(RSL)
since the inception of deglaciation, it is necessary to impose the present relief as a final condition
for the sea-level equation (see Peltier, 1994). In this test run, we have utilized
the “bedrock version” of the global ETOPO1 dataset (Amante and Eakins, 2009; Eakins and Sharman, 2012)
as the final condition, whereas the final condition for the ice thickness is given by the last time frame
of I6G-T05-R44. ETOPO1
is distributed on a longitude–latitude grid with a resolution of 1 arcmin ($\mathrm{1}/\mathrm{60}{}^{\circ}$), so that
an interpolation of topography on the Tegmark grid has been performed.
Note that in regions where small-scale topographic features are present, such as ocean trenches, interpolating
a high-resolution relief model on a coarse Tegmark grid may yield inaccurate results. In this case,
a different approach should be adopted for the realization of topography, for instance, based on a binning algorithm.
Other choices of the final
topography are of course possible. For example, in order to ensure the maximum accuracy in Antarctica,
the original model,
ICE-6G_C (VM5a), employs the Bedmap2 dataset of Fretwell et al. (2013) south of 60^{∘} S latitude.
In SELEN^{4}, there are no restrictions on the choice of the final relief, which is left to the user. In Fig. 2,
we show the realization of the modern bathymetry that we have obtained by interpolating ETOPO1 on the same
Tegmark grid that we have used for the ice sheets in this test run, which shall be referred to as model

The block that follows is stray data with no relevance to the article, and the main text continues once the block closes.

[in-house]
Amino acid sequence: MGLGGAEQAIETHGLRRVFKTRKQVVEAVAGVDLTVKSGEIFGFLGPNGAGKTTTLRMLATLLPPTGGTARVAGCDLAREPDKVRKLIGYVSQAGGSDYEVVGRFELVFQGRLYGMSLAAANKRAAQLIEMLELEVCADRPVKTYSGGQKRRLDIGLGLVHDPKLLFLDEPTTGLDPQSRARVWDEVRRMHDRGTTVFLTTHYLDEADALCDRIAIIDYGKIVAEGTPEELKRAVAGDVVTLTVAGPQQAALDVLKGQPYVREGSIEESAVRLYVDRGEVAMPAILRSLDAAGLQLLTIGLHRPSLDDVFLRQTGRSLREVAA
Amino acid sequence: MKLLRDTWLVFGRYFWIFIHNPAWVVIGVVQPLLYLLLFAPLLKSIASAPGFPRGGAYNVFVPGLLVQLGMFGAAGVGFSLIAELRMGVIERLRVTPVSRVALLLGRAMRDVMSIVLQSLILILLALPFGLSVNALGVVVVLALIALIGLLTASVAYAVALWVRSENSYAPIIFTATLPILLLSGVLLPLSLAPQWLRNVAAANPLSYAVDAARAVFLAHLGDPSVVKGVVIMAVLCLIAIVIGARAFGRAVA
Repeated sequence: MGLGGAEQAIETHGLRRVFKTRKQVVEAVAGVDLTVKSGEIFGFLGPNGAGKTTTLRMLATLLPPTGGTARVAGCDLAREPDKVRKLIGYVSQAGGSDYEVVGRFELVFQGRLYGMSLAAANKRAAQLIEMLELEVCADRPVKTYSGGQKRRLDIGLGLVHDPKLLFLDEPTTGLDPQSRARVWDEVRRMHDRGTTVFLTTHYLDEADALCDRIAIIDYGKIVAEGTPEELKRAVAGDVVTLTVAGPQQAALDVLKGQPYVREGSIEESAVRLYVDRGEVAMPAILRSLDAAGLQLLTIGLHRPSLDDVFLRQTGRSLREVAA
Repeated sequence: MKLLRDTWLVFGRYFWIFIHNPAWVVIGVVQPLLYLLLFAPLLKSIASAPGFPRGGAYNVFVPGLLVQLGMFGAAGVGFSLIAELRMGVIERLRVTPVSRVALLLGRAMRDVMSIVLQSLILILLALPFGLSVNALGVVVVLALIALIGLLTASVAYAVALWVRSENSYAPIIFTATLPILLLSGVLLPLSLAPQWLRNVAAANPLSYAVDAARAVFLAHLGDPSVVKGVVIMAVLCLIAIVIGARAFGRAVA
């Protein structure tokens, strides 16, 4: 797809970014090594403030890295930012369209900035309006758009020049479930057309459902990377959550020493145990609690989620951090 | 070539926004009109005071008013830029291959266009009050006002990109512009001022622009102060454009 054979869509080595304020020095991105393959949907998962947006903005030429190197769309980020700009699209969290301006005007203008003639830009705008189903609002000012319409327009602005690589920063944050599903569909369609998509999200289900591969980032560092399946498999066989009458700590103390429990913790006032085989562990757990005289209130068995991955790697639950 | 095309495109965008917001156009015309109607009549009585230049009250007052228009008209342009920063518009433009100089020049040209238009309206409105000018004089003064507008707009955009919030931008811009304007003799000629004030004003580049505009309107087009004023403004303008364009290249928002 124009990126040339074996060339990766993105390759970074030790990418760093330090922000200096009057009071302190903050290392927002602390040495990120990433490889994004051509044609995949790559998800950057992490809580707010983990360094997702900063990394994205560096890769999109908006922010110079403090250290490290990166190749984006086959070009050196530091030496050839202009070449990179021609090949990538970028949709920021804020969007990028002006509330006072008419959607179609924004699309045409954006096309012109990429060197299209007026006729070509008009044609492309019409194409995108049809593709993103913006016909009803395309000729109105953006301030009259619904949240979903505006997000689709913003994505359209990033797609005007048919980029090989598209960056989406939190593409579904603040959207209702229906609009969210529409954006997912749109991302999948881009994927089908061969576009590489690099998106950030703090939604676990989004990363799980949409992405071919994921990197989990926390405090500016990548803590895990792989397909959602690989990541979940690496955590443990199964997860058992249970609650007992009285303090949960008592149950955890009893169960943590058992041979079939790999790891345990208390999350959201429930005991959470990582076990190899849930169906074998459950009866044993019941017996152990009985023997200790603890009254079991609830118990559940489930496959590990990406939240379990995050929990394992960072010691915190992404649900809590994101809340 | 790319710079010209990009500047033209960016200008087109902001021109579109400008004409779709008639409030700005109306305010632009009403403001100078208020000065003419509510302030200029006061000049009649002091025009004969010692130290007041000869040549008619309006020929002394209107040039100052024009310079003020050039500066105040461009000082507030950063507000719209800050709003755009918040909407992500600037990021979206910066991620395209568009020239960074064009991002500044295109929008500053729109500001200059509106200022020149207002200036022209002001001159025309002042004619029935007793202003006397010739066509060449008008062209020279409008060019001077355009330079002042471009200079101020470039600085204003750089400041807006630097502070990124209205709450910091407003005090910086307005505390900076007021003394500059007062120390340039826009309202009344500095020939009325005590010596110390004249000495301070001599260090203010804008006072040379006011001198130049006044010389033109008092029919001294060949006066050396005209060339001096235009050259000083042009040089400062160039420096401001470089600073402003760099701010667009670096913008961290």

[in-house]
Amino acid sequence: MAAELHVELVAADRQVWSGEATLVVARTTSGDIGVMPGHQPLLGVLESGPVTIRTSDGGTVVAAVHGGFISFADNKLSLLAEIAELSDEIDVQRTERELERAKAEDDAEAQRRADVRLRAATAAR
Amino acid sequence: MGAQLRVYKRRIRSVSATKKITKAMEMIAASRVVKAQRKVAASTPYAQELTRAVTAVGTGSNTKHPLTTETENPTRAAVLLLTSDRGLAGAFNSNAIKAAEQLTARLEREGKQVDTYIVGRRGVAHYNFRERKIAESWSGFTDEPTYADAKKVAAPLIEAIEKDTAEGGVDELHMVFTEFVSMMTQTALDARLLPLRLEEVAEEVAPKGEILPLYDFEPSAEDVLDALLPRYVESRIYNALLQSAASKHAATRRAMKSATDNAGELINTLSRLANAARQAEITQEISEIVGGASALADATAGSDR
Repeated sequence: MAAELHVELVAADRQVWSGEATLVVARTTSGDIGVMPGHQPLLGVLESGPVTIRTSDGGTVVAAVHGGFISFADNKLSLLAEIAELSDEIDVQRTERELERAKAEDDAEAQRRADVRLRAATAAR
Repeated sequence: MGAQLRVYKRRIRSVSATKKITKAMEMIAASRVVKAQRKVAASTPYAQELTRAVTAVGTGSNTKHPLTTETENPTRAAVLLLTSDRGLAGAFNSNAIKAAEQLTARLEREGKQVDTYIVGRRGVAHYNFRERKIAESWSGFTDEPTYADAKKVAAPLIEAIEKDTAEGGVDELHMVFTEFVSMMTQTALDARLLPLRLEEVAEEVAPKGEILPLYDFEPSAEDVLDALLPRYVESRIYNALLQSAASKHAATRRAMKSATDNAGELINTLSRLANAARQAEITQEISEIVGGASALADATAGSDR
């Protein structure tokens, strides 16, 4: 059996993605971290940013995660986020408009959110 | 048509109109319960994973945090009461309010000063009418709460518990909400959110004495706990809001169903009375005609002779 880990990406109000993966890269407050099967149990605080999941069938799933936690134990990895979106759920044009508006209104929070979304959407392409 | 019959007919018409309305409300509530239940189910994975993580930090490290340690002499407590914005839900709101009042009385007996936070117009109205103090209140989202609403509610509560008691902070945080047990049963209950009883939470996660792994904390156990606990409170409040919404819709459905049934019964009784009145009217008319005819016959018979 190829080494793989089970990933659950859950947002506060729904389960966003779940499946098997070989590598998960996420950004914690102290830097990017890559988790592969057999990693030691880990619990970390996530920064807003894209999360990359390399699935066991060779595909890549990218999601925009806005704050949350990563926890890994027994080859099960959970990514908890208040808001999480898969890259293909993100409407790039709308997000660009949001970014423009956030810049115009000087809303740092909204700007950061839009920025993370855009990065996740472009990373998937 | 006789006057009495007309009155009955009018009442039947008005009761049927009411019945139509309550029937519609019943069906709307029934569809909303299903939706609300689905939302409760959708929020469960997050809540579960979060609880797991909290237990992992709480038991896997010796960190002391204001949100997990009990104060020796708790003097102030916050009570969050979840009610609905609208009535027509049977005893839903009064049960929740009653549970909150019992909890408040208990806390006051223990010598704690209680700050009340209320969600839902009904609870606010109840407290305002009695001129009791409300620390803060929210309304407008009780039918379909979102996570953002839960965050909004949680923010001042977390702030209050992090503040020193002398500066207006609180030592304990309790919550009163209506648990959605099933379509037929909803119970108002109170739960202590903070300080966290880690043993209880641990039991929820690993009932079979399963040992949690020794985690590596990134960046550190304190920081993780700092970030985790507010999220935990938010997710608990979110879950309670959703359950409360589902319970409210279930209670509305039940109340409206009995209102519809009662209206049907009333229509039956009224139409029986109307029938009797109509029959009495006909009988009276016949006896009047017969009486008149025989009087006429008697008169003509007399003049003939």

ETO-R44 in the following. With SELEN^{4}, other versions of this elevation model are made available,
characterized by different spatial resolutions.

### 3.1.3 Rheological profile

The 11-layer Maxwell rheological profile of the 1-D Earth employed in the test run is shown in
Table 2. For each layer, values of density and of rigidity are obtained by volume averaging the PREM
(Preliminary Reference Earth Model) of
Dziewonski and Anderson (1981), while the viscosity profile is reproduced using the data available in the
Supplement in Peltier et al. (2015). The 90 km thick lithosphere is elastic and the core
is fluid, homogeneous, and
inviscid. Note that the original VM5a profile includes elastic compressibility and reproduces the finely layered PREM
structure (Peltier et al., 2015); since we are employing an incompressible
rheology, in the following, we shall refer to the model in Table 2 as VM5i.
As it includes *N*_{v}=9 distinct Maxwell layers in the mantle, for any
given harmonic degree *l*, the loading Love numbers
(LLNs) and tidal Love numbers (TLNs) for the VM5i model are described
by a spectrum of 4*N*_{v}=36 viscoelastic normal modes (see, e.g., Spada et al., 2011).
Since we are not aware of published, community-agreed sets of Love
numbers for a multi-layered compressible viscoelastic model, in the test run we rest on an
incompressible profile, for which agreed results have been obtained by Spada et al. (2011). We remark,
however, that SELEN^{4} can work with compressible or transient rheologies as well,
provided that LLNs and TLNs in normal-mode form (Wu and Peltier, 1982) are accessible to the user.
Figure 3a and b show the elastic
and fluid values of the LLNs in the range of harmonic degrees $\mathrm{1}\le l\le \mathrm{1024}$ for the VM5i model.
The Love numbers are given in a geocentric reference frame
with the origin in the Earth’s
center of mass (CM).
Numerical values of a few relevant LLNs and TLNs are listed in Table 3
and in its caption.
They have been computed by the Love number calculator `TABOO`

(see Spada et al., 2011)
in a multi-precision environment (Smith, 1991; Spada, 2008).

## 3.2 GIA in the past

This section is devoted to the description of some outputs of the SELEN^{4} test run, concerning
the effects of GIA during the whole period after the LGM. These include (i) the predictions of
the history of RSL at specific sites, (ii) the time evolution of